On #GivingTuesday, Read How Your Gifts Impact Young Men Like Me
November 28, 2017
Aaron encourages other young men to be fearless when it comes to addressing their mental health.
I had my first panic attack in 9th grade.
I remember it so clearly-I was in the middle of an exam when everything around me went blue and foggy. Not knowing what was going on, I hurried to the bathroom where I hid out until I started to feel better. My panic attacks came regularly after that and caused me to be depressed. The self-imposed pressure to succeed academically also led me to become bulimic. I became socially reclusive and was lonely all the time.
My parents were divorced but they both let me know that they were willing to talk to me about getting help. I wasn’t open to it at first because I believed that I could handle everything myself. Finally, two years later, I recognized that I did not need to suffer alone. I started seeing a psychologist and a psychiatric nurse as the first step to controlling my mental health.
In my senior year of high school, I found Families for Depression Awareness (FFDA) and the organization’s Teen Depression Program. I began sharing my story with other young people and even produced a documentary about FFDA for my senior project. Talking to others, making connections, and sharing openly have become the best medicine for me. Thanks to my experiences as a Teen Speaker, I feel better about myself as a person.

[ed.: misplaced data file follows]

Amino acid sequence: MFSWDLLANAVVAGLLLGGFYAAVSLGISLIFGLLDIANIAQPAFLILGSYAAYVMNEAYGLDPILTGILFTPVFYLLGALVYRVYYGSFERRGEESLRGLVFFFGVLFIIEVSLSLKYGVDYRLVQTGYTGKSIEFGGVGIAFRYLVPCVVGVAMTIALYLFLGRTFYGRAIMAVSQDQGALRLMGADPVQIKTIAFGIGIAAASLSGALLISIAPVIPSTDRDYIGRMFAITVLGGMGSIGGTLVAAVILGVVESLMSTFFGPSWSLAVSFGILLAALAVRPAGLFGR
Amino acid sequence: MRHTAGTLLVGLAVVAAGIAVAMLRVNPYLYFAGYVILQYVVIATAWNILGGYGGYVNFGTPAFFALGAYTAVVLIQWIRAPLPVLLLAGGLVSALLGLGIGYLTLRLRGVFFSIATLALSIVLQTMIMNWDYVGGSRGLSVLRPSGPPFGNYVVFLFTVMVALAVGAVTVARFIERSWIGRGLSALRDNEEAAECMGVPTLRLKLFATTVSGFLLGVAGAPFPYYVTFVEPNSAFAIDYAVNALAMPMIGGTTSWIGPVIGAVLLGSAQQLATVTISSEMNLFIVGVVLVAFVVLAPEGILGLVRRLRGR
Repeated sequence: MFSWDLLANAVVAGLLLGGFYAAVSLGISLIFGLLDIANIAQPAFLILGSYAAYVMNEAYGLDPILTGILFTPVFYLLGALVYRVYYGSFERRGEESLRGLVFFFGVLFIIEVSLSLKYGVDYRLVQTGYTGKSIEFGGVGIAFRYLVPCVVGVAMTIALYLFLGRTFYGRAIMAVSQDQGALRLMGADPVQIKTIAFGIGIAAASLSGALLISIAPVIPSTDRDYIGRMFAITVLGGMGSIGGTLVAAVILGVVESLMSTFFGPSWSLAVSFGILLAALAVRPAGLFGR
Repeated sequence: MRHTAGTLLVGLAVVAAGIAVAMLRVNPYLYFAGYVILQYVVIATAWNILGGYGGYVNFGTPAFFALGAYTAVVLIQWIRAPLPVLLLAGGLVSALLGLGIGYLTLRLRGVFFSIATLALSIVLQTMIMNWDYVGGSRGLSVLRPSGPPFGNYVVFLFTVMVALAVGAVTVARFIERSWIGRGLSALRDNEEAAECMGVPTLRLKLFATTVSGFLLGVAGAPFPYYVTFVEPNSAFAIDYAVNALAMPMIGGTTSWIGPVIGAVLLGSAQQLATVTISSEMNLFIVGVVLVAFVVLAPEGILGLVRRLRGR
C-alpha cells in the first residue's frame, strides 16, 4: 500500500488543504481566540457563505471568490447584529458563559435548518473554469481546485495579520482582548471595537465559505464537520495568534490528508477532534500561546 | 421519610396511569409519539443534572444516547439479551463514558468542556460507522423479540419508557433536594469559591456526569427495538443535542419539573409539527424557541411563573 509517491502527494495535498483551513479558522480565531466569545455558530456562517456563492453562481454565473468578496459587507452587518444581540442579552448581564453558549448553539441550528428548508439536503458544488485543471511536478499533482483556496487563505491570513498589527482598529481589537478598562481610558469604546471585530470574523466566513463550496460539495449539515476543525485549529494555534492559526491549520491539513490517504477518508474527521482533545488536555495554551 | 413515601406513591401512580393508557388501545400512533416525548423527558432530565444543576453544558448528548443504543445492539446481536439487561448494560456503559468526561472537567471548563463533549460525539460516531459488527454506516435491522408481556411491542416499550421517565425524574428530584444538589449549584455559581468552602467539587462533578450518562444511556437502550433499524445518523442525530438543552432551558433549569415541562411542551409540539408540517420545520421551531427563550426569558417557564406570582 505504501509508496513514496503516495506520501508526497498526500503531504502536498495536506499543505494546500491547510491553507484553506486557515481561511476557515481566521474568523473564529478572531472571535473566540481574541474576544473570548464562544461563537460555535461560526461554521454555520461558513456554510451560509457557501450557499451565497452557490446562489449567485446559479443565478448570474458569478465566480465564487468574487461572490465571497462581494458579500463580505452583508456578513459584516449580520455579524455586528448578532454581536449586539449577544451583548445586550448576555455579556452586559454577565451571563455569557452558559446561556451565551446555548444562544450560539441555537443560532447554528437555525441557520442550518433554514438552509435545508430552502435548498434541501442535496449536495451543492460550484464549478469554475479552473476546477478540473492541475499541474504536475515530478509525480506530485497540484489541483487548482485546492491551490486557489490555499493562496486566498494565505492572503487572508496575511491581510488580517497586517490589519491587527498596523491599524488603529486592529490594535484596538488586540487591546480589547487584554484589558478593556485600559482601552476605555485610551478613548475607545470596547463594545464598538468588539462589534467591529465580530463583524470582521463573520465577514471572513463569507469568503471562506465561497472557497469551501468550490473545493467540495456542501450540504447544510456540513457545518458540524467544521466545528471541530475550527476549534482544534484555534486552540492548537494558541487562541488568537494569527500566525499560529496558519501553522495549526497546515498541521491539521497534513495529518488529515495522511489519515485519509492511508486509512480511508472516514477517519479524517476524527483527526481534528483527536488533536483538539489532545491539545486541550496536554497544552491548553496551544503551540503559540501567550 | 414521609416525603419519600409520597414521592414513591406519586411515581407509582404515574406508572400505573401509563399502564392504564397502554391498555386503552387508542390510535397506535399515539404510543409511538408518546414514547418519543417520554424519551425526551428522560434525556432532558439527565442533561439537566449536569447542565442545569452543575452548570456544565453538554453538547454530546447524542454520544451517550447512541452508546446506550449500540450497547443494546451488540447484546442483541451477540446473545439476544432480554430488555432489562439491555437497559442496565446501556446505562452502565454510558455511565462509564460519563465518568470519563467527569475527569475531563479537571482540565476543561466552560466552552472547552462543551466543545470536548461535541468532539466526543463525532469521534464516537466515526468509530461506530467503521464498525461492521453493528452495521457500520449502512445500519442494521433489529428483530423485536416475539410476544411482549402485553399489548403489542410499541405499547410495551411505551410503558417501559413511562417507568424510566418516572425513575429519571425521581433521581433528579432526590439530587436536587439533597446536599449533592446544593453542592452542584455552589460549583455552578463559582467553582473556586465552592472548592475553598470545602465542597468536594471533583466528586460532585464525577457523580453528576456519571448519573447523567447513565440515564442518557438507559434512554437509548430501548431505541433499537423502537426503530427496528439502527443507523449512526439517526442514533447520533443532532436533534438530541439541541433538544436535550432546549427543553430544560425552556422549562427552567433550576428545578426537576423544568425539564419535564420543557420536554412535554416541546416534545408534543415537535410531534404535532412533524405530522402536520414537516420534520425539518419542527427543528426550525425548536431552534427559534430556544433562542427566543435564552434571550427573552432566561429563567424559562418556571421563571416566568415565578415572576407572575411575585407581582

Please support FFDA’s work with teens and families by donating today.
With your gift, they will continue to inspire young adults to lead mentally-healthy lives and work to end teen suicides. I have seen firsthand what a powerful impact we have when we share our experiences and encourage others to get help.
Transitioning to college wasn’t easy for me, but because of all I experienced as a high school student, I was more prepared for the new challenges. I’m in my second year and have created a support network of roommates, friends, and academic advisors that I can call if I’m down. I’m still volunteering with FFDA and I’m also training to be a peer mental health advocate at my university.
There are more young men out there like me. By supporting Families for Depression Awareness, you are helping FFDA to reach and inspire them to speak up about depression.
Thank you from all of us,
Aaron, FFDA Teen Speaker